“In new buildings, it is possible to find simple design solutions that make energy efficiency very affordable, and in existing buildings, energy-efficiency improvements cost approximately 75% less when undertaken at a building’s intervention point or major renovation,” Danfoss’s regional head tells Construction Week.

Taskın also echoes Al Abbar’s views about legislative support, identifying it as a significant driver for local retrofit programmes centred on energy-efficiency targets. However, as Tariq Al Ghussein, chief executive officer of air-conditioning design and supply firm, Taqeef, tells Construction Week, certain pockets of the regional building market continue to view such directives as minimum requirements, not long-term goals.

He adds: “As building energy costs rise, there is a need to reduce our power consumption, and there has been an increase in awareness of the benefits of retrofitting. However, there is still a lack of awareness about the benefits of, in particular, air-conditioning retrofitting.

“The legislations in place that drive retrofitting and refurbishment are necessary in terms of setting guidelines. However, many developers and building owners aim to achieve the minimum requirements set, instead of aiming for the maximum energy efficiency that the building is capable of.

“As a result, we are witnessing shallow retrofits across the industry – developers and building owners opt for quick fixes, such as changing light fixtures and faulty air-conditioning units or chillers, as opposed to taking on the costs of changing the full cooling system,” Al Ghussein explains.

“Air-conditioning systems require between 60% and 70% of the total energy used by most buildings. By looking at the age and design of a building, a new and bespoke energy- and cost-efficient cooling system can be installed.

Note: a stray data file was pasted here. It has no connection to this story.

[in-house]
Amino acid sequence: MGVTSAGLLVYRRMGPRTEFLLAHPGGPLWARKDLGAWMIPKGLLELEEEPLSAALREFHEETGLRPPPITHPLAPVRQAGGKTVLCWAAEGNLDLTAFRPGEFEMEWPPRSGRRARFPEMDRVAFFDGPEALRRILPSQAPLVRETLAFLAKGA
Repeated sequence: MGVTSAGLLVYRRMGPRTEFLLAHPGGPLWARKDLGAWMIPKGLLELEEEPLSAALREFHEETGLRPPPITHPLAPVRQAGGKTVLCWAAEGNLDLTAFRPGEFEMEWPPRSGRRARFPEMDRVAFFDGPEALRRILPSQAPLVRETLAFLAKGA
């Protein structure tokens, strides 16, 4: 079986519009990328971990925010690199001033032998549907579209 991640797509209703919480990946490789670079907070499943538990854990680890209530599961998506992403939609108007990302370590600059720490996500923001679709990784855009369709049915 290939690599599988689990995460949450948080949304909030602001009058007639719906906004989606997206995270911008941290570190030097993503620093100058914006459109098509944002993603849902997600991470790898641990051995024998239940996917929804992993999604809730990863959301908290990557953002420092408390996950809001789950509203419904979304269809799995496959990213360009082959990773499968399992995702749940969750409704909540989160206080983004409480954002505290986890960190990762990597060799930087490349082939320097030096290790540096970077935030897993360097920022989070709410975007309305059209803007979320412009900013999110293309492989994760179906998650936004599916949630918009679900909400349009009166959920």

“This will provide long-term benefits for building owners, stakeholders, and tenants.”

A long-term approach to building ownership and occupation could drive refurbishment growth in the UAE, particularly in Dubai, Chris Hill, branch director at Structural Group, tells Construction Week.

“There’s been a fair amount of repair, restoration, and strengthening work going on in the market, so we’ve been quite busy for the last 18 months, and will be so for the next six months,” he explains.

“The bulk of our [recent] work has focussed on strengthening, which tends to be a result of adaptive reuse or changing use [of the space,] so the real onus behind it tends to be on whoever is taking ownership of the property.”

Projects typically rely on owners or clients for long-term precautionary strengthening works. However, the region is also home to “a fair number of developers that build and sell off [their assets]” without taking long-term ownership, he adds.

“So you can come in with a 20-, 30-, or 50-year life extension solution, but it’s not really applicable to [these developers,] because they’re going to unload the asset in less than 10 years,” Hill explains.

Demand for structural strengthening from developers may “come down to a requirement for extra space, the need for different styles and structures, or a one-time business decision”, he notes.

However, the majority of refurbishment and retrofit projects currently underway in the region cover existing buildings, with their key upgrades, such as air-conditioning, being led by owners that are “typically driven by the increasing energy bills and maintenance costs, as opposed to the energy efficiency, of the buildings”, Taqeef’s Al Ghussein points out.

He continues: “It is important to consider the age and design of the building, as well as its existing cooling system, to ensure that the most suitable solution is proposed when renovating.

“The biggest challenge of retrofitting an occupied building in this region is the logistics of the job. This needs to be approached carefully, as there are around eight months of extreme weather conditions. The project must be executed in a way that causes minimal disruption for stakeholders and tenants.”

The experts appear to agree that refurbishment and retrofit projects will grow in the Gulf’s construction sector, which is striving to achieve greater sustainability at lower costs.

“This is an opportunity to make decisions that are good for both business and the environment,” Danfoss’s Taskın concludes.